House felt his brow furrow. His eyes mirrored Rowan's squint. His mouth opened and closed several times before he managed to speak. "You told me not to," he uttered. "You told me it wasn't my business."
"You're naturally defiant," Rowan scoffed. "I was under the impression that you would characteristically ignore my request and tell Robert the news."
House straightened his back and squared his shoulders. "I don't do other people's dirty work. Move."
He felt a hand tugging on his sleeve, forcing him to turn. A woman stood in the aisle. Long blonde hair swept across her forehead. Her lips hovered above the rim of a glass. She sipped her cocktail-gin and tonic-and jabbed her forefinger into his chest. "You said dirty."
House stared, allowing Rowan to nudge him to side to grasp the woman's shoulders. Rowan guided Mrs. Chase, House guessed, to an empty seat beside a young man, whose head was bowed, his mouth turned down into a frown.
"Looks like you could use a drink," Mrs. Chase slurred, her face inches from the young man's.
"I miss my wife," the young man said. "Such a wonderful person. So selfless."
House watched him produce a wallet-sized photograph. He did a double-take, squinted, and leaned over the back of the seat for a closer look at the picture. An image of Cameron, several years younger and dressed in a white gown, smiled broadly at an unseen camera. Cameron's dead husband, House assumed. Cameron's dead, forlorn, pining, pathetic husband.
Stepping into the aisle, House scoffed. "She's not selfless. She's-"
House stumbled over a warm, furry lump on the floor, cutting off his words. Hector, Bonnie's insufferable dog, was stretched across the aisle, gnawing on his flame cane. "Hey!" House said, bending over to wrestle the cane from Hector's mouth. "That's mine. One cane's not enough for you?" He hooked the handle of the cane around the handrail attached to the ceiling of the bus. "It's about time you died. Must have set a world-Hey!" Another cane, already broken in two pieces, appeared on the floor; the dog's jaws immediately closed on the handle. House crouched beside the dog, reaching for the broken cane. "That's mine, too!"
Before House could work the cane free of Hector's grip, a familiar gray-brown blur streaked past him. His head swiveled to follow the blur of color. "Steve!" he shouted, catching sight of the rat scurrying beneath a row of seats.
Amber leaned sideways to peer into the aisle. "Who's Steve?"
"My rat. I found him in-Holy shit!" House howled, frantically trying to pluck a frightened, claw-bearing cat from his back. Another dog bounded past House's feet and nearly knocked him off balance, relentlessly searching for the cat. "Good Lord, what is this? Pet Cemetery?" he exclaimed, dropping the fluffy gray cat on the seat he'd vacated beside Amber.
"I can't imagine these were your pets, too," Amber said, urging the cat onto her lap and stroking its head.
"The cat"-House pointed to it-"was a patient's. Proved the kid had naphthalene poisoning. This dog"-House gestured to Hector-"was Wilson's ex-wife's. And that dog-"
House looked toward the rear of the bus and noticed Thomas Stark sitting comfortably-no wheelchair-in one of the bus seats. House gestured toward him, a forced smile on his face. "You remember Stark."
"Green blood guy," Amber affirmed. "Thirteen killed him."
Stark tickled the dog behind its ears. A satisfied grin pulled at his lips. "You have an awful lot of visions of the afterlife for someone who doesn't believe in it," he said.
"This isn't the afterlife," House retorted. "I'm not dead."
Amber addressed Stark, supporting House's claim with a nod. "He's right. He's not dead."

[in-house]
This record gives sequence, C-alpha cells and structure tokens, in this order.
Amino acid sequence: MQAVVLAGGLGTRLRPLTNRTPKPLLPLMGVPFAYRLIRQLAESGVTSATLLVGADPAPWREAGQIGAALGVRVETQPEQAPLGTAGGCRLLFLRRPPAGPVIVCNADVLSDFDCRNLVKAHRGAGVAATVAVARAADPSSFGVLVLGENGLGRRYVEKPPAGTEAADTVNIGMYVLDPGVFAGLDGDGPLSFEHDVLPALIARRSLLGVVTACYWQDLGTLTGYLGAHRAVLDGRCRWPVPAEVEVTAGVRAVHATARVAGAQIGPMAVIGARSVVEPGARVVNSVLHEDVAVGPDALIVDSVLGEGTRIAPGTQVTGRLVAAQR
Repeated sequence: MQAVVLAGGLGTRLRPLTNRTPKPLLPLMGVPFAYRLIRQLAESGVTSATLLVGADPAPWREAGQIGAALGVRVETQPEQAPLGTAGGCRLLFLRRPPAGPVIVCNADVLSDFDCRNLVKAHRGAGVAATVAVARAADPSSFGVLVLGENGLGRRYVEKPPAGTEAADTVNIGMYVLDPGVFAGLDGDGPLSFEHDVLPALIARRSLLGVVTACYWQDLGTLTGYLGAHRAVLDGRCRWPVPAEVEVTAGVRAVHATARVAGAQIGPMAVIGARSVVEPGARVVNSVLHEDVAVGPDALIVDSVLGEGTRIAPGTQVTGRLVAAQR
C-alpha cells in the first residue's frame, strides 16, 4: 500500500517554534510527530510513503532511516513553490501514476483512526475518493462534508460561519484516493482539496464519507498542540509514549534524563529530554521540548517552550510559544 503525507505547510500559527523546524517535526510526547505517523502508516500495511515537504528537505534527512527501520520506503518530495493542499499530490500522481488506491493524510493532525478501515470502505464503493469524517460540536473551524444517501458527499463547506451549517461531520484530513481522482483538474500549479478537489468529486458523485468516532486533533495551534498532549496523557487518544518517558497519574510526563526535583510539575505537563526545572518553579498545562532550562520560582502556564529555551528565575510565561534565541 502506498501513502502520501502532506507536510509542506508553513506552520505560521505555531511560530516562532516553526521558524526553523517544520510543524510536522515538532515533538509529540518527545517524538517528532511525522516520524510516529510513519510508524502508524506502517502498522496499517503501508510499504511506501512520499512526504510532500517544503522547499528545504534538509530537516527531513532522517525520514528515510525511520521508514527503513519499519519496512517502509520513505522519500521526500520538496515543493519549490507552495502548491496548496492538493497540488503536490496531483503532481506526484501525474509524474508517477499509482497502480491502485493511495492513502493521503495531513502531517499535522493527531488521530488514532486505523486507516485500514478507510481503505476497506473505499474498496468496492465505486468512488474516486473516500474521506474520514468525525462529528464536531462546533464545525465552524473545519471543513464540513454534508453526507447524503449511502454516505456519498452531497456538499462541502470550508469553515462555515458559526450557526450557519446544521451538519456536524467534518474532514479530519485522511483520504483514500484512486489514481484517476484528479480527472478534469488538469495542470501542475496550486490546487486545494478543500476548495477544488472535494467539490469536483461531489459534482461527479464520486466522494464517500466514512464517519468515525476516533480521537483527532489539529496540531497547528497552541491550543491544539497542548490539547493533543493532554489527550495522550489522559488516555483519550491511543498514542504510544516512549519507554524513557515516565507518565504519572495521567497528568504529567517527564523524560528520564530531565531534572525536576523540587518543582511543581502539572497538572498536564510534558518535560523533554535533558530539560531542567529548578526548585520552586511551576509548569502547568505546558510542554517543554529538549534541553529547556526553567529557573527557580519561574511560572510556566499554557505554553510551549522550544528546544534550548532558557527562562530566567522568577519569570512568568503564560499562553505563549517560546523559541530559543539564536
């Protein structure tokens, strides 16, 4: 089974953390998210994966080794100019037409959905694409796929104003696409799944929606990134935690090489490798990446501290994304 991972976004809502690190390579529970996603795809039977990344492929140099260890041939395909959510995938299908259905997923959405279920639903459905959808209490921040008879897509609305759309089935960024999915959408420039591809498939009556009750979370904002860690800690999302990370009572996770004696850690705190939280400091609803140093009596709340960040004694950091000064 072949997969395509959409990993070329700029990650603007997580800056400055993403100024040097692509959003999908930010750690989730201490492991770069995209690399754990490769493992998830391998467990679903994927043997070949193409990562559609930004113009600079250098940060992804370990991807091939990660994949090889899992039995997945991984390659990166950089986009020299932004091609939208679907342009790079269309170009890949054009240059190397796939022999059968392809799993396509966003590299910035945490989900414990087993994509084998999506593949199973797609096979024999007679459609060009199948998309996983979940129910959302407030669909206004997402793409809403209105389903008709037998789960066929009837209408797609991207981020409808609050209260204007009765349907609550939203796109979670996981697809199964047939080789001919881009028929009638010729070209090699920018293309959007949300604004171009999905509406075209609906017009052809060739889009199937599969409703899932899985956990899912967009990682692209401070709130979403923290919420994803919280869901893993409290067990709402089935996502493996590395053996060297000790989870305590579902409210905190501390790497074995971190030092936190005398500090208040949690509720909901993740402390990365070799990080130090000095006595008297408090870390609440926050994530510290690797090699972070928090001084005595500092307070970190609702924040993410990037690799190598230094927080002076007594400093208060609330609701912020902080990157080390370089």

"I don't belong here," House said. A soft smile-a confirmation-spread across Amber's face. House met her eyes, lingering before he pivoted and dashed toward the front of the bus.
To his left, Death Row Guy-Carl? Clarence-shared a round of shots with Staph Infection Girl-her name escaped him completely. Several rows in front of them, a brown-haired woman wore a vacant expression, staring at her trembling hands. To his right, a young woman-no more than thirty-pressed her hand to her chest. She peered up at him as he passed, and chanted, "It was just a cough. It was just a cough."
From behind, a hand wrapped around his sleeve, bringing him to a stop. Bewildered, House encountered the haggard face of an old man, who pulled him closer to his seat. "Does Dr. Cameron remember me?"
House's eyebrows drew together as he uncurled the man's fingers from his sleeve. "I don't know," he said curtly. "Ask her." Before the old man could lunge for him, House propelled himself up the aisle. His head spun; he felt dizzy, but he pushed forward, hurtling himself toward the doors, toward life.
As his foot reached for the first step out of the bus, a frantic voice, tinged with an accent-Indian-called out. "Dr. House! Wait!"
A strange couple hurried up the aisle and stopped beside him. The man looped his arm around the woman and tucked her close to his side.
"Who are you? What do you want?" House asked. His eyes settled on the man; he looked vaguely familiar, and his brain tried to place him.
The man ignored his first question, jumped to the second. "A favor. Tell Lawrence-"
"Our son," the woman said, pulling her thick braid over her shoulder to fuss with the strands of dark hair.
House looked quizzically at them for a moment before realization dawned on him. "You're Kutner's parents," he said, nodding in understanding. He hadn't known they were dead; he obviously hadn't done enough snooping into Kutner's personal history.
"Tell him to pay attention to his food when he eats. Half of it dribbles onto his shirt because his eyes are glued to that TV," Mr. Kutner said.
"The boy needs a good kick in the pants sometimes. He'll learn a lot from you."
House blinked, then peered toward the back of the bus. He caught sight of Amber's smile and felt his own pulling at the corner of his mouth.
"Go," Amber urged, waving him away.
Then, with a shake of his head, House stepped off the bus.